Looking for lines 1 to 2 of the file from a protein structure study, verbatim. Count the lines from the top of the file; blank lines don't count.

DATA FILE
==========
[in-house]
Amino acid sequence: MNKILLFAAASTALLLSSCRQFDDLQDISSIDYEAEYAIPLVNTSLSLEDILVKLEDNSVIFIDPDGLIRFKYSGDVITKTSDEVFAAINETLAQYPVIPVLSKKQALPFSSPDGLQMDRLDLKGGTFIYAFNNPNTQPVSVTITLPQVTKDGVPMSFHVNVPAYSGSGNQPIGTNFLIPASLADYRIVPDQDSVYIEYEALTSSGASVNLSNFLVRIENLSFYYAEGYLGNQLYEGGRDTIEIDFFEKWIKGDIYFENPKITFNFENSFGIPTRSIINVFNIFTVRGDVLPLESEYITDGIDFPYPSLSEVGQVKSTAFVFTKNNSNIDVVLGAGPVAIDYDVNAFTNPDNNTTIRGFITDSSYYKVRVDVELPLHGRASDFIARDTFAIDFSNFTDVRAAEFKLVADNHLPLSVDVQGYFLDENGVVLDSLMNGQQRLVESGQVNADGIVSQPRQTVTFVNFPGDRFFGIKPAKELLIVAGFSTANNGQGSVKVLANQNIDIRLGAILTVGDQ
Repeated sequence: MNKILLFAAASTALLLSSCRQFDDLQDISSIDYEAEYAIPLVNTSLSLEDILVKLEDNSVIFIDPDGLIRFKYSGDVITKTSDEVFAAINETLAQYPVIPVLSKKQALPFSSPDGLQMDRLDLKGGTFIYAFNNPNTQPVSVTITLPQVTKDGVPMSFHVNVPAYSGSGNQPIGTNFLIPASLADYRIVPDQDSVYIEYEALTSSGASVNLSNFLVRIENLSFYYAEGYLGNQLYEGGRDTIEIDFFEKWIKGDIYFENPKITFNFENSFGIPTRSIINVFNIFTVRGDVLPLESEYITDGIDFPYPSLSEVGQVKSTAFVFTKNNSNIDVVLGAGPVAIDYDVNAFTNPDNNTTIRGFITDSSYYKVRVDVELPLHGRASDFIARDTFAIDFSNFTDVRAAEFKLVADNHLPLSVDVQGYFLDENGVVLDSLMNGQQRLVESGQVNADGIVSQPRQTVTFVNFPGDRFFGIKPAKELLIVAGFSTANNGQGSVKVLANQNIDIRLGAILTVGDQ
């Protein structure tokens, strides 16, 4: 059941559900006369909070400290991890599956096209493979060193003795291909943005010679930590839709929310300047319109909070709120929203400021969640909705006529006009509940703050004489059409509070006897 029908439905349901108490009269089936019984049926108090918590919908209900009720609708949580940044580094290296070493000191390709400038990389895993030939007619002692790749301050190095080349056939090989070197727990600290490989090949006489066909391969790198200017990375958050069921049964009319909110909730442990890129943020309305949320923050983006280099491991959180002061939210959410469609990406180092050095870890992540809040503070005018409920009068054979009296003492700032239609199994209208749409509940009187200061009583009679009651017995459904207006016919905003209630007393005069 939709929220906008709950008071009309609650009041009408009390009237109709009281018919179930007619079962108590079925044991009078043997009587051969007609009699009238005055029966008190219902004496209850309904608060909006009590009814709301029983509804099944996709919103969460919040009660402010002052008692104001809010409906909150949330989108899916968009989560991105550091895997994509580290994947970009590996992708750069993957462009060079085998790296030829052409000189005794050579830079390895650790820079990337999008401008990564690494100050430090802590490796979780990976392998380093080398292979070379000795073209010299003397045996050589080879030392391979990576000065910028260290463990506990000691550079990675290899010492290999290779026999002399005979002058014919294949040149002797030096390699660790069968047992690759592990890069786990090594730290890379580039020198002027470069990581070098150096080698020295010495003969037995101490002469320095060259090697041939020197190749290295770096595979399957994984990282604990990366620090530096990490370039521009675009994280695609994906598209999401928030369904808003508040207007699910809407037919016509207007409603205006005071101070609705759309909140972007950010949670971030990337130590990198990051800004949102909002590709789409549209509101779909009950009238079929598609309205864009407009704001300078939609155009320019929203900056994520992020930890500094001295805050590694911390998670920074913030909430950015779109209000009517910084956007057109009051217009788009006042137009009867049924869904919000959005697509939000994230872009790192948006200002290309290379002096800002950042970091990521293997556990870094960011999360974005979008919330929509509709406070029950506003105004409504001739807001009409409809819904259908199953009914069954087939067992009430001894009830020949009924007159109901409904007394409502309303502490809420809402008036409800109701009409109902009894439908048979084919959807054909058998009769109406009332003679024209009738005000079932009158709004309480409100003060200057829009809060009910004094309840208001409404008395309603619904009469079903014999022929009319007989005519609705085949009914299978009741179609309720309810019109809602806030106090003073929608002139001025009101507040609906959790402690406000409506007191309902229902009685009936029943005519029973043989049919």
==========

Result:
[in-house]
Amino acid sequence: MNKILLFAAASTALLLSSCRQFDDLQDISSIDYEAEYAIPLVNTSLSLEDILVKLEDNSVIFIDPDGLIRFKYSGDVITKTSDEVFAAINETLAQYPVIPVLSKKQALPFSSPDGLQMDRLDLKGGTFIYAFNNPNTQPVSVTITLPQVTKDGVPMSFHVNVPAYSGSGNQPIGTNFLIPASLADYRIVPDQDSVYIEYEALTSSGASVNLSNFLVRIENLSFYYAEGYLGNQLYEGGRDTIEIDFFEKWIKGDIYFENPKITFNFENSFGIPTRSIINVFNIFTVRGDVLPLESEYITDGIDFPYPSLSEVGQVKSTAFVFTKNNSNIDVVLGAGPVAIDYDVNAFTNPDNNTTIRGFITDSSYYKVRVDVELPLHGRASDFIARDTFAIDFSNFTDVRAAEFKLVADNHLPLSVDVQGYFLDENGVVLDSLMNGQQRLVESGQVNADGIVSQPRQTVTFVNFPGDRFFGIKPAKELLIVAGFSTANNGQGSVKVLANQNIDIRLGAILTVGDQ